A cold snap finally brought seasonally-appropriate weather to our neck of the woods, accompanied by the sort of winds that inspire cliches about the beginning of March. The flu is nearly in the rear-view mirror, but it's going to be a while before I'm firing on all cylinders again. It would have been a lovely day to stay in bed, but my immune system seems to be work week-aware which has to be some sort of genetic deficiency.
I can't share the book I'm currently reading with you, so to make it up to you, I'm going to share something very near and dear to my heart with all of you today. Tacos are a Very Big Thing in this neck of the woods and I'm not going to pretend that my recipe is the best, but it's mind and it's comforting to me, and now it's yours as well:
One can of kernel corn
5 poblano peppers*
1 head of garlic
1 yellow onion
1/4 pound asadero cheese (or whatever kind you like)
Salt & Pepper
Just enough vegetable oil to keep it from sticking (between 1 and 2 teaspoons)
Really good tortillas (I like corn, but I won't judge if you're in to flour)
Peel all of the garlic (I know, I know), peel the onion and chop it roughly into half-moons about 1/4-1/2" in width. Chop the top off the peppers and remove the seeds unless you really like the seeds. Slice them into long, 1/4" wide strips. Drain the can of corn. I've tried roasting an ear of corn, then cutting the kernels off of it, but I haven't noticed much difference in taste, so I just buy the can. The key is to let it cook until the corn has slightly blackened bits on some of the kernels. Add a little salt and pepper to taste while everything's still hot. That's it for the prep.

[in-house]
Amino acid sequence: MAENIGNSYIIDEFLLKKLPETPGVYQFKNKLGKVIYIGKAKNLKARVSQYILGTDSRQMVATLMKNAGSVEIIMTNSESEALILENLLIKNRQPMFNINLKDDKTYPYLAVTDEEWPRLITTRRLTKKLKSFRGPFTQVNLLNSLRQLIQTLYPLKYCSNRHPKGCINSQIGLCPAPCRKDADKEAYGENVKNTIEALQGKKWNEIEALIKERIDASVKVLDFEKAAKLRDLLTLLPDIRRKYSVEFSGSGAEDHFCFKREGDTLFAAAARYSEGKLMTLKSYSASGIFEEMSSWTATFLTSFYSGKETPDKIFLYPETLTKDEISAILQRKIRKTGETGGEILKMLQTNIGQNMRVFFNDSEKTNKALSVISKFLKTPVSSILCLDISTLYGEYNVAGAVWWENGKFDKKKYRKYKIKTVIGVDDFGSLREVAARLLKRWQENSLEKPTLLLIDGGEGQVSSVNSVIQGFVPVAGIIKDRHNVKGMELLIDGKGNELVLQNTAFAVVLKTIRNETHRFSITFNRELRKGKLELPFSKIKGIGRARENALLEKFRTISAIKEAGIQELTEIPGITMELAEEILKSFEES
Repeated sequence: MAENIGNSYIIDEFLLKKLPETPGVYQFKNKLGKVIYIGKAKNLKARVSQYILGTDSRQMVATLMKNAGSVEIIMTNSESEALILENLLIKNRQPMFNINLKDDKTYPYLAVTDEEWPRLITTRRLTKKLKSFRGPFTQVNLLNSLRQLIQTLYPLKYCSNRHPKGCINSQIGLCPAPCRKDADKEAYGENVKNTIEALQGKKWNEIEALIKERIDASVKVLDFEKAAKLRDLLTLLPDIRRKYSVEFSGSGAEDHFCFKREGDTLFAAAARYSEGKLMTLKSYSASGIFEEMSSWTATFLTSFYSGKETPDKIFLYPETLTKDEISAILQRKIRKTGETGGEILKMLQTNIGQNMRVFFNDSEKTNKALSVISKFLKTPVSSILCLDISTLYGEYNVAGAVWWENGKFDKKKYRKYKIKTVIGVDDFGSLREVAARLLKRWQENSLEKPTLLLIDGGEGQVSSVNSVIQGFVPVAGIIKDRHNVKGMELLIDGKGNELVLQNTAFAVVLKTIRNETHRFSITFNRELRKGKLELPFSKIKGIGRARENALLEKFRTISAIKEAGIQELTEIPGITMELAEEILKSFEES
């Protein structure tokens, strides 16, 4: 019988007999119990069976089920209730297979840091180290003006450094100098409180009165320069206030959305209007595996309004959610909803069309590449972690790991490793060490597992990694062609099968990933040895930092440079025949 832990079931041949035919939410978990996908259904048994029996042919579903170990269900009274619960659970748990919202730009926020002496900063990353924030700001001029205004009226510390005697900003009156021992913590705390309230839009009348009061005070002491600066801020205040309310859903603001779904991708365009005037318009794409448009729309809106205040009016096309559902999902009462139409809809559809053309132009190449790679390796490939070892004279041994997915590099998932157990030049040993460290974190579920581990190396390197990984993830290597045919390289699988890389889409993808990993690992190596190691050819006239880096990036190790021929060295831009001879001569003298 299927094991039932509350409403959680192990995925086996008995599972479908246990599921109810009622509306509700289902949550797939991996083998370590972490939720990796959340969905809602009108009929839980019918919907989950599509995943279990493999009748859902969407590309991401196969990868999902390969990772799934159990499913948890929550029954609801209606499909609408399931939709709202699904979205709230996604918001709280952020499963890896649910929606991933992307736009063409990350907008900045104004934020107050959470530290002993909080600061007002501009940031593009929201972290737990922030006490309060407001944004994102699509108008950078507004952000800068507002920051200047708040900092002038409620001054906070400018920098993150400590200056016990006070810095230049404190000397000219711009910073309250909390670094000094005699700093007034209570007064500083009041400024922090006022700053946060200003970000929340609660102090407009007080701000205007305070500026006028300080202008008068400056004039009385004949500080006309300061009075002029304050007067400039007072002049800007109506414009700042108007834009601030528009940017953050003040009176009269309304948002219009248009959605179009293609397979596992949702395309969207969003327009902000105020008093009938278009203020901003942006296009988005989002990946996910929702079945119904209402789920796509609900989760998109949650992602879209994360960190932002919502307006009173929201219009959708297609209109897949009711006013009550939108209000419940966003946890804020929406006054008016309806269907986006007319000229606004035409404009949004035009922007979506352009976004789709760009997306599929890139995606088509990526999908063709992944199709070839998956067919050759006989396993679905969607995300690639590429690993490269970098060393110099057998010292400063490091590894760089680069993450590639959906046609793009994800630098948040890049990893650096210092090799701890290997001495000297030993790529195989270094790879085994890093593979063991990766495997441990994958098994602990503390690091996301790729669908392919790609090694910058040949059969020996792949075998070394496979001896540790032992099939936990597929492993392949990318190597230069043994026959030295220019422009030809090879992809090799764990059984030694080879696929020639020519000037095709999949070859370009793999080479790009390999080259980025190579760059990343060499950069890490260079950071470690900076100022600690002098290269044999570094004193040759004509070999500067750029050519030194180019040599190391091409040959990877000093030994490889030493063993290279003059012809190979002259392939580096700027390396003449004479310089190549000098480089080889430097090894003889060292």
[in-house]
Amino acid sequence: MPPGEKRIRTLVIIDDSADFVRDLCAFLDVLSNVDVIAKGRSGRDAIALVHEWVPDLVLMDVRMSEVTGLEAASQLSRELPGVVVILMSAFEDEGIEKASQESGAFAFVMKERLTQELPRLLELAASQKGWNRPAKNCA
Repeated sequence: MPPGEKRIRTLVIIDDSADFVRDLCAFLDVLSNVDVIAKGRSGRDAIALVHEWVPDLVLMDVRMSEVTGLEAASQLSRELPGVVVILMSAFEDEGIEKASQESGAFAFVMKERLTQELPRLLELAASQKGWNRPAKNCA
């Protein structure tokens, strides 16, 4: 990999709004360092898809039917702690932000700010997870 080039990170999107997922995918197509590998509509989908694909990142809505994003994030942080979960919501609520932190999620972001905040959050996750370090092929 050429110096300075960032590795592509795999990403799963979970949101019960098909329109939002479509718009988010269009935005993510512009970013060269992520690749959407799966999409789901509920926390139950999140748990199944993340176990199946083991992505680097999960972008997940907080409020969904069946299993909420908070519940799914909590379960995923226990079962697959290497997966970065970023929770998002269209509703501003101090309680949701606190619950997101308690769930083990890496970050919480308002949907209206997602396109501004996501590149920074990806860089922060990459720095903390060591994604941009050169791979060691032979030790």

Heat a large skillet to the low side of medium heat and add the oil. Add the garlic cloves and onions and heat them slowly until the onions are transparent and the garlic is getting a little soft. Add the drained corn It's still pretty wet, so mix it all up and let it cook down until it's almost dry. Lastly, add the peppers. The next bit is a matter of personal taste. If you like the peppers a little crunchy, just let them warm up. I like them to soften and turn olive green so they'll be a little sweeter. To each their own.
OK, your filling is down. The next thing to do is to get your tortillas ready. You got good tortillas, I trust. If you didn't, stop what you're doing, get in your car, and get some good tortillas. Would you serve a Philly cheese steak sandwich on Wonder Bread? Make sure they're nice and warm and supple so they don't crumble when eat them. Scoop some of the taco filling in, add some grated cheese on top and you can squeeze some lime on there too.
Eat your tacos.
I get about 12-13 tacos out of this recipe. The whole mess takes maybe half an hour to put together. One of the main reasons I love this so much is that it reheats so well. If you're a dedicated carnivore, add some thinly sliced skirt or flank steak when you add the peppers. I use about 1/4 pound for the whole thing, but again, it's a pretty versatile recipe.
Those tacos have seen me through some tough times. It's a tough recipe to screw up, although I've managed it a couple of times. They're cheap, they're filling, I think they're pretty tasty, and you can make up a big batch in advance and just reheat as you go for several meals.
* Poblano peppers can be used instead of green bell peppers in almost any recipe. In fact, almost always should be used instead of green bell peppers, which are bitter and flavorless. If you can find a place that makes fajitas using poblanos instead of bell peppers, make it your home.